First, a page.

Informed Principal

Washington Principal Article Submission Guidelines

Scott reading our magazine

Who Can Submit

Most of our articles come from staff and principals across the state, but anyone can write for Washington Principal. If your story interests Washington state principals and assistant principals, it fits our criteria. Outside of staff and principals, we typically get submissions from higher ed, counselors, district office staff, superintendents, district communications/public relations staff, other education-related associations, and community support organizations.

Length, Formatting, Layout, & Visuals

Tone, Story, and Takeaways

Our magazine has a friendly, professional tone. We do not publish research papers or journalistic pieces. Your article should tell a story, share an idea, or highlight an achievement others can learn from.

  • What problem did you solve?
  • Who was your hero? Your underdog?
  • What change did you make to address a problem and what are the results?
  • What do principals in our state need to know about upcoming changes or programs?

Our ideal piece entertains, inspires, and offers tools, tangibles, and takeaways.


Our articles range between 500 and 1,500 words. We sometimes accept longer pieces depending on space, readability, overall quality, and content. Contact us if you have a longer article in mind.


A short list of references/citations is acceptable on occasion. However, Washington Principal is a trade magazine and not a professional journal. We aren’t looking for pieces reading like a formal research paper.

Consider using less formal language, like Example B, when mentioning research.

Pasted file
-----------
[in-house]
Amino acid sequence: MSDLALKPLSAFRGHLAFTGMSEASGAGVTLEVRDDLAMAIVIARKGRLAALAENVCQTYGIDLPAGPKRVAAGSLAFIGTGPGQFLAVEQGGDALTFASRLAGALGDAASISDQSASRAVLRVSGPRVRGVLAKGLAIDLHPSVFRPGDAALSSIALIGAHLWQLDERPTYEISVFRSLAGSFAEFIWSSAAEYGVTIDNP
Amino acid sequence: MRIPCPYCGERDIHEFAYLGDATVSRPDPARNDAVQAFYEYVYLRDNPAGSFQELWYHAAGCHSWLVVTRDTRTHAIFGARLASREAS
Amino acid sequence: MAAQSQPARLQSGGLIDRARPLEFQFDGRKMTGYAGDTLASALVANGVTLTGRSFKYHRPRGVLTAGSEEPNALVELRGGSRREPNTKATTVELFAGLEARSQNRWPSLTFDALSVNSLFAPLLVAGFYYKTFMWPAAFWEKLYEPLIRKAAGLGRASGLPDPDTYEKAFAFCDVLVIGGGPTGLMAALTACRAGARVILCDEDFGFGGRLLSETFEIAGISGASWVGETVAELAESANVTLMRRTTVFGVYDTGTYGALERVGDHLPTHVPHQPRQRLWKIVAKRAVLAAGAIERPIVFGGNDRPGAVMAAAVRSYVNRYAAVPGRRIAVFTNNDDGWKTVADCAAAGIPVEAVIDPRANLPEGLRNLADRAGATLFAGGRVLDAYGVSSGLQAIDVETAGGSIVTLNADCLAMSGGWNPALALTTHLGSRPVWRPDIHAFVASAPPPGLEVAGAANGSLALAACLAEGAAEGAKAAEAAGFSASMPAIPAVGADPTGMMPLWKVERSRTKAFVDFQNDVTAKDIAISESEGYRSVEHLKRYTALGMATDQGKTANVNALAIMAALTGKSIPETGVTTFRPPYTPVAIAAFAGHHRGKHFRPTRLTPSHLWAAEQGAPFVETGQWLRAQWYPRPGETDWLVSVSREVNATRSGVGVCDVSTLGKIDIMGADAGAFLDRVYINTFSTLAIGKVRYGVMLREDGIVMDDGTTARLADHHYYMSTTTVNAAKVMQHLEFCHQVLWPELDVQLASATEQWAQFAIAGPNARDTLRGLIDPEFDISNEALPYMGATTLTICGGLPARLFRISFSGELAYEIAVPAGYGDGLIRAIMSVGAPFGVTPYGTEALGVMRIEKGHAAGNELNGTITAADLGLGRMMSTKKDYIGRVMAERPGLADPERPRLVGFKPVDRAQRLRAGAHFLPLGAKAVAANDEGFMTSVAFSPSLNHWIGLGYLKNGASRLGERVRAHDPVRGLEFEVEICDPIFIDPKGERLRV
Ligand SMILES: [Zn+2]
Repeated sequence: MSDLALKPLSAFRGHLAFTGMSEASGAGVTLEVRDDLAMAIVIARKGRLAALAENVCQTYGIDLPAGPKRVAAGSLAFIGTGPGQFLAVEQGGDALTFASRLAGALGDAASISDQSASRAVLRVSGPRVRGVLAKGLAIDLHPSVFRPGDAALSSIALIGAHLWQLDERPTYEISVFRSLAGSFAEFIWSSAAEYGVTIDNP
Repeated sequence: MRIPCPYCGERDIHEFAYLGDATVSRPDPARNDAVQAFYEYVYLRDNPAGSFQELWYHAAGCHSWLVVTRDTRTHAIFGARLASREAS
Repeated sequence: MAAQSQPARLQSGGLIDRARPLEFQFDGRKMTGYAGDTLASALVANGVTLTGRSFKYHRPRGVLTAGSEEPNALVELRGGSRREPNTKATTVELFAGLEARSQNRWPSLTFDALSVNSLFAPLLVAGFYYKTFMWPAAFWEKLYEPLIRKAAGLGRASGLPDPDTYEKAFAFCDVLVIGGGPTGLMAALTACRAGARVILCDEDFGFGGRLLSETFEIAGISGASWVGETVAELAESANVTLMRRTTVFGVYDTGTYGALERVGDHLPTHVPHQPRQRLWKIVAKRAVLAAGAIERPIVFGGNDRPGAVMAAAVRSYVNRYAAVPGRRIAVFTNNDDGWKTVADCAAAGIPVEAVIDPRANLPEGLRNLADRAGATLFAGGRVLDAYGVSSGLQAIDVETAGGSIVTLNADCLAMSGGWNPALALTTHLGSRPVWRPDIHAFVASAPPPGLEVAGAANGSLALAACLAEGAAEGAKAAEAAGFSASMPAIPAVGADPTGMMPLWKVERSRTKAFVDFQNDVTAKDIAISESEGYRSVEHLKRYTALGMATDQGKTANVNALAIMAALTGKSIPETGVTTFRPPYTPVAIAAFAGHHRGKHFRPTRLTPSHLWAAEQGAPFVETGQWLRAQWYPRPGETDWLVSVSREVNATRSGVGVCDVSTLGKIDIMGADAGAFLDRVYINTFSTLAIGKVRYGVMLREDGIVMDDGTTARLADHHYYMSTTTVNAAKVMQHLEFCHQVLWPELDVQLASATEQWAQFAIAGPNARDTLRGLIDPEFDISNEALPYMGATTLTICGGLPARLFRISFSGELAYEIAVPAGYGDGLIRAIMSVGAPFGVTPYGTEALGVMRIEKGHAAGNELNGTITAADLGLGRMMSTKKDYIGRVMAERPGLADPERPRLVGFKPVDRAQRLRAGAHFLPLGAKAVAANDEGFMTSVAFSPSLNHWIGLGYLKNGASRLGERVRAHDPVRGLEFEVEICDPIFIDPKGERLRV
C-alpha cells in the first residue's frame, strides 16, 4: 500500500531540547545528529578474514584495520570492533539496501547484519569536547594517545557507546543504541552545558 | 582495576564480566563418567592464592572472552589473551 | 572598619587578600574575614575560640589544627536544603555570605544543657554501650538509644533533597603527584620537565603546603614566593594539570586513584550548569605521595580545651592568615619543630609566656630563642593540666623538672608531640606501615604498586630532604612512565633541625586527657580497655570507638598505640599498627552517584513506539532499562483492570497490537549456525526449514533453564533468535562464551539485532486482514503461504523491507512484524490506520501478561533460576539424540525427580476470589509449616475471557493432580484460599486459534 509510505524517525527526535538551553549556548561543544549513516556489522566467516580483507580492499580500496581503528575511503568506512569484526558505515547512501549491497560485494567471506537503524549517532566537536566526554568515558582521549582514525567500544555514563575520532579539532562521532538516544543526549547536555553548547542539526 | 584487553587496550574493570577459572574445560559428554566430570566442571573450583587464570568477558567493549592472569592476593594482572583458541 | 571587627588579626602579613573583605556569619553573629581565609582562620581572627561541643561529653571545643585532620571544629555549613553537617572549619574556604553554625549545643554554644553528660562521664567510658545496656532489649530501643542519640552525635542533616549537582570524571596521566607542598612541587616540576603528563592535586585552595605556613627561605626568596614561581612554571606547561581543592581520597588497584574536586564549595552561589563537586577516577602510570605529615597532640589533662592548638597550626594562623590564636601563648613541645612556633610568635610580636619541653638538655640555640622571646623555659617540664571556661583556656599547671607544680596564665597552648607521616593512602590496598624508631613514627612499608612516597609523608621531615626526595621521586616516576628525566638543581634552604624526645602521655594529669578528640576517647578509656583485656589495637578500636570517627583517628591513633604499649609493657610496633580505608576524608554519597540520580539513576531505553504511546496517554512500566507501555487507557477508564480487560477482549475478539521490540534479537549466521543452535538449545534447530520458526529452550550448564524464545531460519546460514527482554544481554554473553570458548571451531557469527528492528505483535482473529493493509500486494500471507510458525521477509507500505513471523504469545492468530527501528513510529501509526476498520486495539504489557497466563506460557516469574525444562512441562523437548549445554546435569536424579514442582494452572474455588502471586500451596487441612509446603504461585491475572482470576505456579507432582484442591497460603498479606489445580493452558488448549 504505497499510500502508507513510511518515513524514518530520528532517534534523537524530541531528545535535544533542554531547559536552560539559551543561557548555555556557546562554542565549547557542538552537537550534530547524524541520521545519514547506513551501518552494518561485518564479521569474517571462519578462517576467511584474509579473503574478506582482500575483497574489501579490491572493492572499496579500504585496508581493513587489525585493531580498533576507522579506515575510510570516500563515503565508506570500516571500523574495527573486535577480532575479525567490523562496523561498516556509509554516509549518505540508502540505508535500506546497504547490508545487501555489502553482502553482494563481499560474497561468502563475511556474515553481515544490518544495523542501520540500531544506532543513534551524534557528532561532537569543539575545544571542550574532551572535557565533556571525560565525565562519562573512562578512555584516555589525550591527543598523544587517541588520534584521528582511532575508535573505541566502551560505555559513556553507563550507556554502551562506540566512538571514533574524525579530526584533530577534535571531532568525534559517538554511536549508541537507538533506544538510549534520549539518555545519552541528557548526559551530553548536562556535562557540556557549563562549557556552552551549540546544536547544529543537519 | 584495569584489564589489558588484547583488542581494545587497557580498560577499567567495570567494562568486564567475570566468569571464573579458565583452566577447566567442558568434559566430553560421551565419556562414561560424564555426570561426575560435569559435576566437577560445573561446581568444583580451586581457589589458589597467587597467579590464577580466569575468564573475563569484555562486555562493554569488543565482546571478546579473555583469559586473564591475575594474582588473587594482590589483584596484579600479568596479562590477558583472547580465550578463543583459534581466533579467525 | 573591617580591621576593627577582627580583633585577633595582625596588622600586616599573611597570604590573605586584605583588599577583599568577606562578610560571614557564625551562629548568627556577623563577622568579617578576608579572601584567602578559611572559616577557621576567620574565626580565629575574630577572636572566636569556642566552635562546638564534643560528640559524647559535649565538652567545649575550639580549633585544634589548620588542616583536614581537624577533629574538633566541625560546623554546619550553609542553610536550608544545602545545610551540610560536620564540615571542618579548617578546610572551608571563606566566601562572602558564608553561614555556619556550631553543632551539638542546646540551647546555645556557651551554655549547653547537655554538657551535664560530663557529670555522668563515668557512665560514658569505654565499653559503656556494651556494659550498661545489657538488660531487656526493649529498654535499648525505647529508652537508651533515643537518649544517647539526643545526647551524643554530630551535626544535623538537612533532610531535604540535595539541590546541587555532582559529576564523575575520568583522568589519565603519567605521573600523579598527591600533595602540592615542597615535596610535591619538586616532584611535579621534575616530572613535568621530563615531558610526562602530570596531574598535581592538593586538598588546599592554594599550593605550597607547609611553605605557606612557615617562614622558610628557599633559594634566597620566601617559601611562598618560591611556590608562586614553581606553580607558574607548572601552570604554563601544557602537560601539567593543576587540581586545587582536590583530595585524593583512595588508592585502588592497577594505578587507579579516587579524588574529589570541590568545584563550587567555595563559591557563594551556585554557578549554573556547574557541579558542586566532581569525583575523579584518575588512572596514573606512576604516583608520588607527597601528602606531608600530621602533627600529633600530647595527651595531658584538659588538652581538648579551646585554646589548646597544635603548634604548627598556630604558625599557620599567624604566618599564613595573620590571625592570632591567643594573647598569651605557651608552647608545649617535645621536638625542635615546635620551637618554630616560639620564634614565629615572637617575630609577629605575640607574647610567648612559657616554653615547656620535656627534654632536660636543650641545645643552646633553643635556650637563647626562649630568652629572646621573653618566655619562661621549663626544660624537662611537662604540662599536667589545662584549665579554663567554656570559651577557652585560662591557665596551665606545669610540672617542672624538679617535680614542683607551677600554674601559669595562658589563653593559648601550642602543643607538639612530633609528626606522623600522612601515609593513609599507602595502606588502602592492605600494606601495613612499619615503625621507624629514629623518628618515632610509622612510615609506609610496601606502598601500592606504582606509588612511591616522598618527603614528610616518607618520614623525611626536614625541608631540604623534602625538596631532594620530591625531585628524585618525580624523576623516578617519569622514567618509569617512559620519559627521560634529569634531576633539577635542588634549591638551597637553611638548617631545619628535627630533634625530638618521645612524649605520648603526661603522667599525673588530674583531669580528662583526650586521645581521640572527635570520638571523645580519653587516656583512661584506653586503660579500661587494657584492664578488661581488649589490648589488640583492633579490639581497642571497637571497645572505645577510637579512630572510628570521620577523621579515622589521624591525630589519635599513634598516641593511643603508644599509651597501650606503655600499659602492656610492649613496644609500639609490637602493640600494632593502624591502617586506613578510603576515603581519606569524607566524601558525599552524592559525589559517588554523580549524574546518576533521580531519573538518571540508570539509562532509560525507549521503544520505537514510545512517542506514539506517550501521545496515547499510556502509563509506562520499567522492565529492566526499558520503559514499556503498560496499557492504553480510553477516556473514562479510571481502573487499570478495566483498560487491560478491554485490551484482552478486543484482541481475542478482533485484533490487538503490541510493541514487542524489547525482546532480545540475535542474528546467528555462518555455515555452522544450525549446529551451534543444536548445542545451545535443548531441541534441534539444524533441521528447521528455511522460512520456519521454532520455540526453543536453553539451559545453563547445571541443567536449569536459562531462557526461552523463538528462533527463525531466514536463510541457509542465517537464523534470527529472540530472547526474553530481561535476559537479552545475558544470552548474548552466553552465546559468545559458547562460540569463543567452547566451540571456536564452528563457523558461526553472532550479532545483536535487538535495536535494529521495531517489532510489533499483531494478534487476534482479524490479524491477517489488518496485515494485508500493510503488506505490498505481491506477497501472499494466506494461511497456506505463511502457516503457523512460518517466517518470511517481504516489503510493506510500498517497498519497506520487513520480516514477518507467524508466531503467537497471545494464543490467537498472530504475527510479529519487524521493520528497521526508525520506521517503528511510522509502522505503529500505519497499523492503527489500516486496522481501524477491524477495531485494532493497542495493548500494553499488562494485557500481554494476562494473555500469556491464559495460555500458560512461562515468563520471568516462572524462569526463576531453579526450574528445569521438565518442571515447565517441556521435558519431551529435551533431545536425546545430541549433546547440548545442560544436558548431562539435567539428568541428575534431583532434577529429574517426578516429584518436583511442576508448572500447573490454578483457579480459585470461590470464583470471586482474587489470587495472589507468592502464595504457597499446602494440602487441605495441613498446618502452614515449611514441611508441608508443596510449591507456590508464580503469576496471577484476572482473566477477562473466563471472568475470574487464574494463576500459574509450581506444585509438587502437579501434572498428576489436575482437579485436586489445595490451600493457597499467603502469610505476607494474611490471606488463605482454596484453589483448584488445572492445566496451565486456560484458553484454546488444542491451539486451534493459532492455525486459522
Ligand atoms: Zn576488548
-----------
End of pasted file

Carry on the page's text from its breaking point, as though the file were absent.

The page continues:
• Example A: Research indicates that students with...1
  • Example B: According to a 2017 report from Hall and Oates, students with….


Include all the author's names, titles, school/district/organization at the top of your submission. Please inculde a suggested headline. Short headers or section titles can be helpful, especially with longer articles. 

Writing for Readability

We’ve all heard the saying, “less is more.” We aim for a Flesch-Kincaid Grade Level score of ideally 10 or under and a Flesch Reading Ease score higher than 50. Principals are busy, so if you convey your point without extra wordiness or jargon, your article is more likely to be read. Research shows when readability improves, newspapers gain more subscribers. 

Writing for reading ease does not mean your article needs to be simple. In this post on Quora, four randomly-selected articles in The Economist averaged an 11.5 grade level score and an almost 46 reading ease score. Time Magazine averages a reading ease score of 52. 

Not convinced? Check out this great blog post: This Surprising Reading Level Analysis Will Change the Way You Write. It compares the readability scores of famous authors and journalists. Test out your content in If nothing else, it’s a great tool for reducing how often passive voice is used. scored this guide a “B” with an 8.7 Flesch-Kincaid Grade Level score and a 55.6 Flesch Reading Ease score.

Principal Evaluation Criteria

Does your story touch on any of the state evaluation criteria? If it’s in our magazine, it probably does. Please list all the criteria that apply at the top of the page, including:

  • Creating a Culture
  • Ensuring School Safety
  • Planning with Data
  • Aligning Curriculum
  • Improving Instruction
  • Managing Resources
  • Engaging Communities
  • Closing the Gap


Our staff will edit your article for readability, grammar, and flow. If the edits are minor and include things like minor grammar fixes, typos, punctuation, etc., we’ll typically just make those and move the article forward. More extensive edits will be sent back for the author to review and approve. 

Sometimes there’s just something missing or a little off and our staff will work with the author to improve the article. The editor-in-chief has final decision over what version prints, but if an author isn’t comfortable with the edits, we will withdraw the article for publication if the parties can’t come to an agreement. This is very rare.

Other Writing Opportunities

If you have a piece to contribute that doesn’t quite fit the above criteria, consider submitting it for our e-newsletter or blog. We love accepting articles for those, too!


Email our AWSP Communications Director, David Morrill, with questions, ideas, and any feedback you have.

For More Information 

David Morrill | Communications & Technology Director | (800) 562-6100

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